There’s a stillness to the mountain air, a quiet at times which is almost startling. It’s the kind of quiet where the only thing breaking the hush is the mild tinnitus acquired from loud concerts, late nights and a life spent in earbuds. Now more than ever that audible void is serenity and safety, the chance to breathe deeply, filling your lungs with cool air instead of pestilence and anxiety.

It’s tranquility you won’t find on a typical ski vacation, not while risking infection to dine on an overpriced gamey entrée alongside the unmasked masses. Don’t look for it in the mess resort skiing’s become, what with mandatory online pass reservations and clandestine skier limits. Finding it means venturing beyond the frenetic restaurants, hotels, resorts and shops to somewhere more remote.

I’m talking about comfortably warm, rustic lodging for the medium-core outdoor enthusiast. You know, something in between the indulgent comforts of a posh slopeside Airbnb and the excruciating type two fun of winter camping. Lodging that requires some self-reliance but comes with outrageously convenient access to the outdoor activities that drive you. These three getaways are an escape. Exit chaos and enjoy.

Whether you’re aiming for Olympic glories like Jessie Diggins and Utah legend Kikkan Randall or are more of a utilitarian cross-country skier akin to a seventeenth-century Sami hunter, the Lily Lake Trail System in the Uinta Mountains has something for everyone. With over 20 kilometers of groomed XC skiing trails perfect for both classic and skate skiing and another 8 kilometers of un-groomed trails winding through the mountains on the northern slope of the Wasatch-Cache National Forest, you’ll run out of energy long before you run out of ski terrain.

Cross Country Ski at the Bear River Yurts

The Bear River Outdoor Recreation Alliance (BRORA) grooms the trails on a weekly basis and after large storms, and they also manage a system of yurts that lets you ski the trails right from your doorstep. Bunks, cooking utensils and propane stoves in the six yurts provide everything you need to stay warm and well-fed after a day spent working your lungs and legs. Reservations can be made by calling the Evanston Recreation Center. Yurts are $75 per night and require a $20 BRORA membership. 307-789-1770, brorayurts.org

Mountain Bike at Gooseberry Mesa

Composed of surrealistic sandstone shapes in Southern Utah’s red rock country, Gooseberry Mesa is home to famously technical and unique mountain bike trails. Even the desert gets chilly at night this time of year, which makes the Gooseberry Mesa Yurts your perfect hideout. Owner Kenny Jones, who coaches local rippers for the National Interscholastic Cycling Association’s mountain bike team, knows a thing or two about riding through the unique, iconic terrain atop Gooseberry Mesa, which is why he’s spent the past decade building and maintaining the yurts adjacent to the trails.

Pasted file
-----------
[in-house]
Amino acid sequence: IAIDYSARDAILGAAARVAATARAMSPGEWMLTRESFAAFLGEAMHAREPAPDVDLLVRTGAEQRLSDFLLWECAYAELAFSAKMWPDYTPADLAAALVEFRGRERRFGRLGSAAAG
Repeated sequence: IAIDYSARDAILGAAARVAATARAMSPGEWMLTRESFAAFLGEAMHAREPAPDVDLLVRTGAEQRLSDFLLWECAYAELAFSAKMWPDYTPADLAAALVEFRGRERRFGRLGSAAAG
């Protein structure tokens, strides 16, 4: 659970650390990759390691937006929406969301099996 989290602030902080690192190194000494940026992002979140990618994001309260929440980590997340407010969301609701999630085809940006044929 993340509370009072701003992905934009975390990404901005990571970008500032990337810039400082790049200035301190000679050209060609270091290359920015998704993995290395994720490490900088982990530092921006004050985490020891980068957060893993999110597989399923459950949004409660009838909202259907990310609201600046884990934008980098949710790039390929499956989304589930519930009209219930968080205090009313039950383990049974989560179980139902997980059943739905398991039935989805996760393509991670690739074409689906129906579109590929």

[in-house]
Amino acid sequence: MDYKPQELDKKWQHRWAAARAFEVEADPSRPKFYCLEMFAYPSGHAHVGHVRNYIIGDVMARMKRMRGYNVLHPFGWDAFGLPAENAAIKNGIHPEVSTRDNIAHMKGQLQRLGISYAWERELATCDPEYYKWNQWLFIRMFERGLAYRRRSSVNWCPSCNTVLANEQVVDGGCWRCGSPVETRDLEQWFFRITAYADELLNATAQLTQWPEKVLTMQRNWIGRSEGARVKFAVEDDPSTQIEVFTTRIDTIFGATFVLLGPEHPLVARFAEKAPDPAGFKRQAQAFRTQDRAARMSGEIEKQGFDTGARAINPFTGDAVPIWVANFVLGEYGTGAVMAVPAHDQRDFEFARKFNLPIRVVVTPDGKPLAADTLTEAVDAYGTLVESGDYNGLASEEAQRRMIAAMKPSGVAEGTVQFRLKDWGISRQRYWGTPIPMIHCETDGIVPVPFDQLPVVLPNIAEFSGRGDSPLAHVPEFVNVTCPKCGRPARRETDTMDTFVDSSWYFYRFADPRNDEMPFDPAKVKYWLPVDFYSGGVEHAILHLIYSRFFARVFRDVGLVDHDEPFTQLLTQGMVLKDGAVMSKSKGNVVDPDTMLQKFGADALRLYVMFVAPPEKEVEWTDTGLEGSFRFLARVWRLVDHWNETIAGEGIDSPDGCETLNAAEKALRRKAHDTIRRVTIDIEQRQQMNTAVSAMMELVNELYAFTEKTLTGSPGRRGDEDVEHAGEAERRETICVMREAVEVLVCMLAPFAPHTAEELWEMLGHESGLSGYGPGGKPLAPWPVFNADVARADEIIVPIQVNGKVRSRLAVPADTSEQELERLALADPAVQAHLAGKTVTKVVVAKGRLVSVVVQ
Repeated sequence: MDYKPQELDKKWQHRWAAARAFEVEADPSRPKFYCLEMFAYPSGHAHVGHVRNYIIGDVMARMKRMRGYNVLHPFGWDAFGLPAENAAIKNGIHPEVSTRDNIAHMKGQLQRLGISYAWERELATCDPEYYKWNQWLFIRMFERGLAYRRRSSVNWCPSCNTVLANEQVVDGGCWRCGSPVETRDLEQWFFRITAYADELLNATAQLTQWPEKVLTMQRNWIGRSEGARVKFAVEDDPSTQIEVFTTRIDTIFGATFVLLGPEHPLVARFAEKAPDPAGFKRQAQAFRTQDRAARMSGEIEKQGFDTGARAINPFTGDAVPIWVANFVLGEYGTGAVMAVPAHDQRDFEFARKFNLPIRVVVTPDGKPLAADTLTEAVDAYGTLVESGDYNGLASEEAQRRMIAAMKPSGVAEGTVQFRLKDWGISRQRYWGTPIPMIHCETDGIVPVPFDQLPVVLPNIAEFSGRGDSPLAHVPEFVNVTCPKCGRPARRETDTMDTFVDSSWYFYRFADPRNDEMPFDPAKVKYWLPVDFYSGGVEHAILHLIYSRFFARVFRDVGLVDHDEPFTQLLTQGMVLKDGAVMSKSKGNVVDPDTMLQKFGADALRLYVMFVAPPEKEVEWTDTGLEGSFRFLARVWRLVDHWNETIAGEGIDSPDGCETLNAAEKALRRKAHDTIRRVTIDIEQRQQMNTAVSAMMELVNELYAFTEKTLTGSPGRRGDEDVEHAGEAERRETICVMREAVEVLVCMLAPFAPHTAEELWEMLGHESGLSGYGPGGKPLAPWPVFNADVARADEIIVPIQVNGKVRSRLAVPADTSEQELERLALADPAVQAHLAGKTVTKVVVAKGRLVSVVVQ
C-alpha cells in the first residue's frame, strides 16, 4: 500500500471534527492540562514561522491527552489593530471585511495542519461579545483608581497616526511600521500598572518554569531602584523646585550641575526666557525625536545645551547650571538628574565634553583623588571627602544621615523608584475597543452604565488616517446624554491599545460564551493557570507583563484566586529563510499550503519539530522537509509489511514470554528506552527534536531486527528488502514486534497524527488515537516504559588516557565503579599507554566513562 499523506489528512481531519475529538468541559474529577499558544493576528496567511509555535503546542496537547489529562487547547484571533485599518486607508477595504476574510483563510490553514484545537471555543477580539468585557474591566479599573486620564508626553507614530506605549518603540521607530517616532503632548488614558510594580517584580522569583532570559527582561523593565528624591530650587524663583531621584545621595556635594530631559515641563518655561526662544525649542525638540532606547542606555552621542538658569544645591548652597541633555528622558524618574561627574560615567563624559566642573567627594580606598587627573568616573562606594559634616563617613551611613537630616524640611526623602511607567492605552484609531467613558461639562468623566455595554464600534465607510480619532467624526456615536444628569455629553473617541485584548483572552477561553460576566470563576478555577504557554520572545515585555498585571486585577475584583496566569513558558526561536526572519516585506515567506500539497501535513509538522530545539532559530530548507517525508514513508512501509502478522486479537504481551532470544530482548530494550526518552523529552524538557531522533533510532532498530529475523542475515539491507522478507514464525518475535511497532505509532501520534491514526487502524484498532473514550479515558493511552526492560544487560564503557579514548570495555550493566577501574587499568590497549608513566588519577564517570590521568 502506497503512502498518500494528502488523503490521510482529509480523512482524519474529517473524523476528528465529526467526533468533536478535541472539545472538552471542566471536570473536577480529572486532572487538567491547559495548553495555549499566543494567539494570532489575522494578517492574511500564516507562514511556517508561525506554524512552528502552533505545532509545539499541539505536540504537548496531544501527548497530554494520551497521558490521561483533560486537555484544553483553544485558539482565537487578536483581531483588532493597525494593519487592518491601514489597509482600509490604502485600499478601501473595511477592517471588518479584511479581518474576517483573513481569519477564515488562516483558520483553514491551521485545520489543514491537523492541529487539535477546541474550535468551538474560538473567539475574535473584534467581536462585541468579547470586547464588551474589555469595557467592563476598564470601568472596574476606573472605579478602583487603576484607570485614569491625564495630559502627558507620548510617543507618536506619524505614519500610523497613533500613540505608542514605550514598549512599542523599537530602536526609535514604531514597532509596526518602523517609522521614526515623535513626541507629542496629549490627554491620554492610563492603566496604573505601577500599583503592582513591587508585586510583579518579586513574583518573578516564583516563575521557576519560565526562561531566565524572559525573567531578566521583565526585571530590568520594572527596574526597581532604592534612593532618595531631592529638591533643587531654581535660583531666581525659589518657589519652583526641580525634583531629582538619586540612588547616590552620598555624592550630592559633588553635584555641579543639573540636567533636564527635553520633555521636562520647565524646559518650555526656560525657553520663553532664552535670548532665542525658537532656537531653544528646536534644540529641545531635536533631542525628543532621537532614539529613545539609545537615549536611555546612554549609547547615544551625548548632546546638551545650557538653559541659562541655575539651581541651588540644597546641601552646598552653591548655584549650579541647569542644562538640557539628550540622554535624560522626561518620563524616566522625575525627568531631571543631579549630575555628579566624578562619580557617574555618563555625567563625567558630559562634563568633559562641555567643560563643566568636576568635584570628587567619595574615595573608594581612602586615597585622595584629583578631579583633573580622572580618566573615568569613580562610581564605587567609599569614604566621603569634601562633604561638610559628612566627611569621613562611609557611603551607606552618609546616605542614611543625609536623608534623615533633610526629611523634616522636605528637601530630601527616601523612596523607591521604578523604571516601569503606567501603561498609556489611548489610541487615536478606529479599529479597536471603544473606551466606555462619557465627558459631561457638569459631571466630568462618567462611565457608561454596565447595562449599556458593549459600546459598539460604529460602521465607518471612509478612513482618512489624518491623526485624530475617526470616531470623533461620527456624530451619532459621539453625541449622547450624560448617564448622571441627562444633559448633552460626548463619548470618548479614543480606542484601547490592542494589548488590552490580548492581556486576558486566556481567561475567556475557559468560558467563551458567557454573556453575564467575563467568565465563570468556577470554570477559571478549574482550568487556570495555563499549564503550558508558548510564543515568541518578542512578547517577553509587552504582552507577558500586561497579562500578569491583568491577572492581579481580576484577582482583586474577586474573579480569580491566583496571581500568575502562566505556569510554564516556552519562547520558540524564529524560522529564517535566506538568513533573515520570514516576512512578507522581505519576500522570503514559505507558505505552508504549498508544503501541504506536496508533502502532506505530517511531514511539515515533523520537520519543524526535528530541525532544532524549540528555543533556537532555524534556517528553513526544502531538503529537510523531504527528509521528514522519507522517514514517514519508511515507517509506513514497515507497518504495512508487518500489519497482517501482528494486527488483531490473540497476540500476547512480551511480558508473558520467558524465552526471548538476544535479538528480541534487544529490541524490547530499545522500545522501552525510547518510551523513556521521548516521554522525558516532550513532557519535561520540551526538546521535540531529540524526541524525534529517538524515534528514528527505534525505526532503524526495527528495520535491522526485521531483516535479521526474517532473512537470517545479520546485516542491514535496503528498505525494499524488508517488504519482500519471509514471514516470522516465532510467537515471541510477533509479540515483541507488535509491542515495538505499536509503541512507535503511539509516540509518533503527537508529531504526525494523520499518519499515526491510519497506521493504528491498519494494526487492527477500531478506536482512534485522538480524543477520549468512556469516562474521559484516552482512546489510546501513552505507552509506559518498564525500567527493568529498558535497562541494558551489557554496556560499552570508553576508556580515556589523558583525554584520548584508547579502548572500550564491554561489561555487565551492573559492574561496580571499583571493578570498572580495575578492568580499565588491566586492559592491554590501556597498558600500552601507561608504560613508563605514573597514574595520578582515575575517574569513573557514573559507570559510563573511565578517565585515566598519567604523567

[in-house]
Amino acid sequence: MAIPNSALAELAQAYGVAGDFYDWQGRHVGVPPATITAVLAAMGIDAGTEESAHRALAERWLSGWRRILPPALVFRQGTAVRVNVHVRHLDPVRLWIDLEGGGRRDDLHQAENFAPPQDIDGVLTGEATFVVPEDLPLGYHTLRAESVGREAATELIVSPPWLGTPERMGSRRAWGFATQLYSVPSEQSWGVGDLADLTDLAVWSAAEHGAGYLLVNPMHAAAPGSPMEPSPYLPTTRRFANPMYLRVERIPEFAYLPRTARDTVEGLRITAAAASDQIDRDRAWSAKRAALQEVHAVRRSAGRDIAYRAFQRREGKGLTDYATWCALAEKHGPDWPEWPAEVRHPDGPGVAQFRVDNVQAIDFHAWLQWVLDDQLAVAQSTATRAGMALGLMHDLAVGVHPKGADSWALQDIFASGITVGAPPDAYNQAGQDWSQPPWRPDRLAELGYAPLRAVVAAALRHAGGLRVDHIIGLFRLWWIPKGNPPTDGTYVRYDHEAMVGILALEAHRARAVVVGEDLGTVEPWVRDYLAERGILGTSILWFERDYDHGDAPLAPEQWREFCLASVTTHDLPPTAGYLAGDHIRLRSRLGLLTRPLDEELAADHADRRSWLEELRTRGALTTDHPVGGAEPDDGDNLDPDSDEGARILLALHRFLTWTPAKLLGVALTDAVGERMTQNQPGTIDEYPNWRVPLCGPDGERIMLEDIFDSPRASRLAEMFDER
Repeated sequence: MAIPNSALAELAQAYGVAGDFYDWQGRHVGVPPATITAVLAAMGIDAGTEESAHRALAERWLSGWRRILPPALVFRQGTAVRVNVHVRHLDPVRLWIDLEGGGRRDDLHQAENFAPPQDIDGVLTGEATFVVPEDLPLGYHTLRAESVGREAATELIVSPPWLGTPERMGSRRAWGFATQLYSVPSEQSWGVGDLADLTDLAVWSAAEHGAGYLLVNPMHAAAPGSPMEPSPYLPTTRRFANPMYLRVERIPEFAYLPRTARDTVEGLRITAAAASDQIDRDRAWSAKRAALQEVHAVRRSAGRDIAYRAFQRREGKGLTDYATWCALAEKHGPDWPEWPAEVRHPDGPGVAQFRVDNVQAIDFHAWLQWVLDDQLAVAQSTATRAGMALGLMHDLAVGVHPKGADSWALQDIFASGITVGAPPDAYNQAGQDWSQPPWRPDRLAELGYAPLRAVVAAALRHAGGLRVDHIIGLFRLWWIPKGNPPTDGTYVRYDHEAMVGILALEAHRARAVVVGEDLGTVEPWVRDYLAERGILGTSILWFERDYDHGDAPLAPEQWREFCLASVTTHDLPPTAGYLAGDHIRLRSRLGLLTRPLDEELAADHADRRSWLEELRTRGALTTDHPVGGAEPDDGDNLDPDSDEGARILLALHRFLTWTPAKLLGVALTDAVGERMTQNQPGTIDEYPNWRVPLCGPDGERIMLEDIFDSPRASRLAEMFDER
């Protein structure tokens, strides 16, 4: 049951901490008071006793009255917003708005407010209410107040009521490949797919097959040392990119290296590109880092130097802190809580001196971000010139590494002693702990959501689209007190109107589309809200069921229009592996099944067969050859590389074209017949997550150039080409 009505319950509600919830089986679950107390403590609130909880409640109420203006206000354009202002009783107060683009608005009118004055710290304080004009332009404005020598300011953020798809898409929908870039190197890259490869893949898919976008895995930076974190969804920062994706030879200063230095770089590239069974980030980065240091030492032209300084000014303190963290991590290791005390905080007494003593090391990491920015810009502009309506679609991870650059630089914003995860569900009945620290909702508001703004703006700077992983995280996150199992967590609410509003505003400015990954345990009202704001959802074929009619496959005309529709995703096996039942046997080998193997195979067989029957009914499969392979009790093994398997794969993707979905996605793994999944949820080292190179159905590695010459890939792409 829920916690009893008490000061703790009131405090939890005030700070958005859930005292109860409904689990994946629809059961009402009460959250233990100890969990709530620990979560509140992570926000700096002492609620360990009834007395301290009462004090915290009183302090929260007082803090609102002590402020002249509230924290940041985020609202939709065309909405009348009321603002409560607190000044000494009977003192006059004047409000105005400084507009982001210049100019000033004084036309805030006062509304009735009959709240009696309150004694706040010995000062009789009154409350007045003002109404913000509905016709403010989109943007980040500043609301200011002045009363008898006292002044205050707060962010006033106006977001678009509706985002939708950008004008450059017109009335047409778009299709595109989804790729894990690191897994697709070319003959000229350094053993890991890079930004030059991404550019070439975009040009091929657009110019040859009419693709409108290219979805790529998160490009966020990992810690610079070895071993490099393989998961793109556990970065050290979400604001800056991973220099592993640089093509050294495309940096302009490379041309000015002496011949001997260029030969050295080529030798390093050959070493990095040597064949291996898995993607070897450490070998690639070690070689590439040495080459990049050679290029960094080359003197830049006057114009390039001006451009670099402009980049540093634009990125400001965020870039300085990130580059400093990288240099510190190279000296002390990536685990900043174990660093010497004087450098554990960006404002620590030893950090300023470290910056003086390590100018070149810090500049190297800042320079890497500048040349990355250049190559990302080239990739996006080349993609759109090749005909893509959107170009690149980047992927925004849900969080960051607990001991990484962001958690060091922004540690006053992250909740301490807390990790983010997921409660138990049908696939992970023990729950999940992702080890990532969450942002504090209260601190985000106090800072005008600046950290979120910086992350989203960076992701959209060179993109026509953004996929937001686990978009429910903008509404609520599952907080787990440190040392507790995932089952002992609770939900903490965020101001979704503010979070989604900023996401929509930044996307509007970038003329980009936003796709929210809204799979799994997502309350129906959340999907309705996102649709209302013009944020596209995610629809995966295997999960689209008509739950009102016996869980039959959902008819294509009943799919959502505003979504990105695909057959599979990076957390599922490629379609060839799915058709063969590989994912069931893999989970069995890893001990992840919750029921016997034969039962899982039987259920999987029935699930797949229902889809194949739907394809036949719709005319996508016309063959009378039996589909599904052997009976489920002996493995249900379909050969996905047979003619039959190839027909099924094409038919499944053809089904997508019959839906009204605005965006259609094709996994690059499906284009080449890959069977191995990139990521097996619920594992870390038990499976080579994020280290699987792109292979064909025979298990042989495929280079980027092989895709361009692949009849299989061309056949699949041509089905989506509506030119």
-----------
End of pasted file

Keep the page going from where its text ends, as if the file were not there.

The yurts aren’t bespoke glamping shelters, and they aren’t ideal as a basecamp to explore nearby Zion National Park—the unforgivingly rugged road to the top of the mesa isn’t exactly a cakewalk, especially for low-clearance vehicles—but they’re the perfect temporary
Gooseberry Mesa home for enjoying a little sun during an off season bike trip. The four structures dot the mesa’s edge with incredible views of the surrounding landscapes.

Reservations can be requested online and are available starting at $125 per yurt, which can fit between four and six adults depending on how cozy your group wants to get. 801-318-6280, gooseberryyurts.com

Snowshoe and Backcountry Ski at The Castle Peak Yurt

Tucked atop a knob at 9,600 feet in the Uinta Mountains, the Castle Peak Yurt isn’t exactly a piece of cake to get to, but it’s well worth the effort. The yurt itself is unremarkable, just another iteration of the Gooseberry Mesa Yurts traditional temporary Mongolian shelter with a few amenities like a wood stove, some bunk beds and a gas stove, but its remote location makes it the perfect basecamp for high alpine adventure.

White Pine Touring manages the yurt from 30 miles away in Park City, offering both guided and unguided trips depending on your comfort in winter camping and experience in avalanche terrain. Those who want to go it alone can reserve the yurt starting at $175 per
night for snowshoeing and backcountry skiing and snowboarding. Those who prefer a more inclusive experience can sign up for a guided trip with White Pine’s partners, Inspired Summit Adventures, who will not only help you safely find the best snow around but will also give you a snowmobile bump for the six miles trip to the yurt and cater your meals. Call White Pine Touring for reservations. 435-649-8710, whitepinetouring.com


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